Continents and seas, islands, peninsulas and ships, Christians, Jews, Buddhists, Muslims and even atheists are all represented in this hotel. The cashier adds, subtracts, counts and cheats in many languages, and changes every currency. Freed from the constriction of patriotism, from the blinkers of national feeling, slightly on holiday from the rigidity of love of land, people seem to come together here and at least appear to be what they should always be: children of the world.
December 7, 2014 | by Dan Piepenbring
“Art isn’t always what—or where—you expect to find it.” Nicole Rudick looks at art ephemera.
Walter Benjamin used to write a radio show for children—here he tells a story with thirty brainteasers. (We’ll post the answers on Thursday.)
“I think poetry is always one or two poets away from extinction.” Michael Hofmann and Jack Livings talk about poetry, translation, and Vespas.
An interview with Julia Wertz about her online comic, Fart Party, now collected in a new book, The Museum of Mistakes. “I’m a real bitch in my work. No one likes a happy-go-lucky character—that’s the character everyone wants to see destroyed.”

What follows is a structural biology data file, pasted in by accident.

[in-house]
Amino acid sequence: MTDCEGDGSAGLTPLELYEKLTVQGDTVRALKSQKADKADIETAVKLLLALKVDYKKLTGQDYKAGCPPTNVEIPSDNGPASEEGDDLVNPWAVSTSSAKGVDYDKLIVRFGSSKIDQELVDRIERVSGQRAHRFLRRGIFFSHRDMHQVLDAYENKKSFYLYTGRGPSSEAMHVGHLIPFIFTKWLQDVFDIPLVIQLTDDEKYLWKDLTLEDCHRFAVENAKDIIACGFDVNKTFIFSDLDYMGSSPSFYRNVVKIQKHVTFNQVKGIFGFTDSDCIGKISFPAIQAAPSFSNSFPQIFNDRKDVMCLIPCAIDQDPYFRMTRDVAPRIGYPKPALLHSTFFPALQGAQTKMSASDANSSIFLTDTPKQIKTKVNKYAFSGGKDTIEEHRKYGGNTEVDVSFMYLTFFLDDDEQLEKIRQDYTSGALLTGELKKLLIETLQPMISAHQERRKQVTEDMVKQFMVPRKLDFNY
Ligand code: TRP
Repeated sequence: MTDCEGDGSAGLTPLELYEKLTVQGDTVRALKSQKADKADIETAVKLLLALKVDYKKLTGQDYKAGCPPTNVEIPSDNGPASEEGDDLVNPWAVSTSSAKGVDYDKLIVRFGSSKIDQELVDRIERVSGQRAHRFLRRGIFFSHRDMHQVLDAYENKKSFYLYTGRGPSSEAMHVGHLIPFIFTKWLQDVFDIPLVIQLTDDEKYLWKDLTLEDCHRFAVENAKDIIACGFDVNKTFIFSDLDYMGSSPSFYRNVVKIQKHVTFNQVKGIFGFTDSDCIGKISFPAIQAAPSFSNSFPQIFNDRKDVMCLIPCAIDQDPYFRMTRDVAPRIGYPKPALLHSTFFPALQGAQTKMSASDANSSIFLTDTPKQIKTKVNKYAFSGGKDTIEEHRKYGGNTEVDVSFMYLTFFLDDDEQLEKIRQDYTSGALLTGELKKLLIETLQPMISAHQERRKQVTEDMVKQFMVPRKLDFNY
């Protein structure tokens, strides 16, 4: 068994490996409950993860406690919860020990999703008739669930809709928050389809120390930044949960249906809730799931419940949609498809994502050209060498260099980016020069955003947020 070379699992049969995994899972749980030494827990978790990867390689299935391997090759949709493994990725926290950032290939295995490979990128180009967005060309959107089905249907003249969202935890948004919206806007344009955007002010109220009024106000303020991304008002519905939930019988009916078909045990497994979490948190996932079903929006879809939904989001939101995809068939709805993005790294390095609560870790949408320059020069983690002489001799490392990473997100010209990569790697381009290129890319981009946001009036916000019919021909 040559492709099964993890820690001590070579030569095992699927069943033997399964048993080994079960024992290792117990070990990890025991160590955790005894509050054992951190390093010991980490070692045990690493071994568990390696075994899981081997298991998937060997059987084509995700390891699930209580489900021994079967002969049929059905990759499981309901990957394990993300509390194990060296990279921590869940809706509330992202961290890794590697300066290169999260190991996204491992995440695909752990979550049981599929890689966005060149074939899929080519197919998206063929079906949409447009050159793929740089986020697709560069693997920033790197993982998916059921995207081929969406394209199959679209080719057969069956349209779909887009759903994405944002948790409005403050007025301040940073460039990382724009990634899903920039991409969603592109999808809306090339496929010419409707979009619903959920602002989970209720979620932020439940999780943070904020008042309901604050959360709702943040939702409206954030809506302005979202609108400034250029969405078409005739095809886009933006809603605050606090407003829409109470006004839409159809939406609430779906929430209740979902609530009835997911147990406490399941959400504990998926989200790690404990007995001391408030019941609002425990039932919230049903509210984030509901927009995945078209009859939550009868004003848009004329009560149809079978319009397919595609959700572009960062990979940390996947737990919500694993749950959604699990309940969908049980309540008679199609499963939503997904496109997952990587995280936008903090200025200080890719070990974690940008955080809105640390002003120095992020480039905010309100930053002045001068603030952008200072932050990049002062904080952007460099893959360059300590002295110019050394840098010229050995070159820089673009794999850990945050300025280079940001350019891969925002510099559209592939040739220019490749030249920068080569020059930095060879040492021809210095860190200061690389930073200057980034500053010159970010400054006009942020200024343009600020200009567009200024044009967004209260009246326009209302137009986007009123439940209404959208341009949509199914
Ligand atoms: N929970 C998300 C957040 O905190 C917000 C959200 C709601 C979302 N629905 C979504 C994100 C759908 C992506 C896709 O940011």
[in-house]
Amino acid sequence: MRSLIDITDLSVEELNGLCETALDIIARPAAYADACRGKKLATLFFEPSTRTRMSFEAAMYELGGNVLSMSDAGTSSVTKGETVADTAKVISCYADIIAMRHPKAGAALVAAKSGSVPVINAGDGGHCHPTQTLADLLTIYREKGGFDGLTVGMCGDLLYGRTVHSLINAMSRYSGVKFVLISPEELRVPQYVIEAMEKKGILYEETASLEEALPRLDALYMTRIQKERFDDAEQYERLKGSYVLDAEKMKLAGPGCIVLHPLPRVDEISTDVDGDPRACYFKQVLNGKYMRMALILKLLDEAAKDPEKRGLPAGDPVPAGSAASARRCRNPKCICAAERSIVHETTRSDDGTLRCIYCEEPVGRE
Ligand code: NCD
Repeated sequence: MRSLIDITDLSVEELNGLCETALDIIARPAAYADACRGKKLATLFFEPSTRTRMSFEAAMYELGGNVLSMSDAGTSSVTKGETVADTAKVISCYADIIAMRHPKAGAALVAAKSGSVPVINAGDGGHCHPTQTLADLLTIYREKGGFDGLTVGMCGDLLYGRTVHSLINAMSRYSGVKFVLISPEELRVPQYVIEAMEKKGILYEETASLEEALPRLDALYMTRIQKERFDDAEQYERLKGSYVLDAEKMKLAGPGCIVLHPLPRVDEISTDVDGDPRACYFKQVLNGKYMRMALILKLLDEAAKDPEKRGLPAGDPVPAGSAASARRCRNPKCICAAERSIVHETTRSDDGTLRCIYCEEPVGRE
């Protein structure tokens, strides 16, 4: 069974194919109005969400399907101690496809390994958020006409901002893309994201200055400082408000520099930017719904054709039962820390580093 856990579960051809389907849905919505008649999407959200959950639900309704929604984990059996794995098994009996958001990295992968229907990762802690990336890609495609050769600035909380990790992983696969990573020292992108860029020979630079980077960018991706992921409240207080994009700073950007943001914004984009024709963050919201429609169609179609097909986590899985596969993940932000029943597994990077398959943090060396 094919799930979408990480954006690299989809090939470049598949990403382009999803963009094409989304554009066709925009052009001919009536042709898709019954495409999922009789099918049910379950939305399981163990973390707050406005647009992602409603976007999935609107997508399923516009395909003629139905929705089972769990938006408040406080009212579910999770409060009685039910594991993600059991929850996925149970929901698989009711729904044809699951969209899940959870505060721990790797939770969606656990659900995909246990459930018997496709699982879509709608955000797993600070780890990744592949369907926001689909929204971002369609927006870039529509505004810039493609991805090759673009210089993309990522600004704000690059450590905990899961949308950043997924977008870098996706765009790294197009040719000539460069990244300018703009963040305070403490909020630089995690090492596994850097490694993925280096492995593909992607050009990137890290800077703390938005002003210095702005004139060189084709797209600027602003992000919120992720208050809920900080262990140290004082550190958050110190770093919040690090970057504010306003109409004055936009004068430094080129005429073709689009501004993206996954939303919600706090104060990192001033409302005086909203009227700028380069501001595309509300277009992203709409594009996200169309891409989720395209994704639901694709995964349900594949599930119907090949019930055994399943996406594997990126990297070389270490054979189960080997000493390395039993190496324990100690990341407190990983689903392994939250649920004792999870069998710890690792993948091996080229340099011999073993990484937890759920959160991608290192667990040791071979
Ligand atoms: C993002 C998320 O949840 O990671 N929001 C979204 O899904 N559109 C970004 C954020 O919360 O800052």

Twenty-five years after Wild at Heart, Barry Gifford’s novels are still weird on top.
Two centuries after the Marquis de Sade, a French exhibition traces his influence.
December 4, 2014 | by Jack Livings
Michael Hofmann’s first collection of poems, Nights in the Iron Hotel, came in 1984, and in the ensuing thirty years he has translated more than sixty novels from the German and published five more poetry collections, along the way collecting numerous prizes for his work. He is the editor of an anthology, Twentieth-Century German Poetry, and in 2002 published a collection of critical essays, Behind the Lines. (This is far from a comprehensive accounting.) The thirty essays in his new collection, Where Have You Been?, visit a range of poets, novelists, and artists of the last hundred years, including Elizabeth Bishop, Robert Lowell, Thomas Bernhard, Kurt Schwitters, and Frederick Seidel.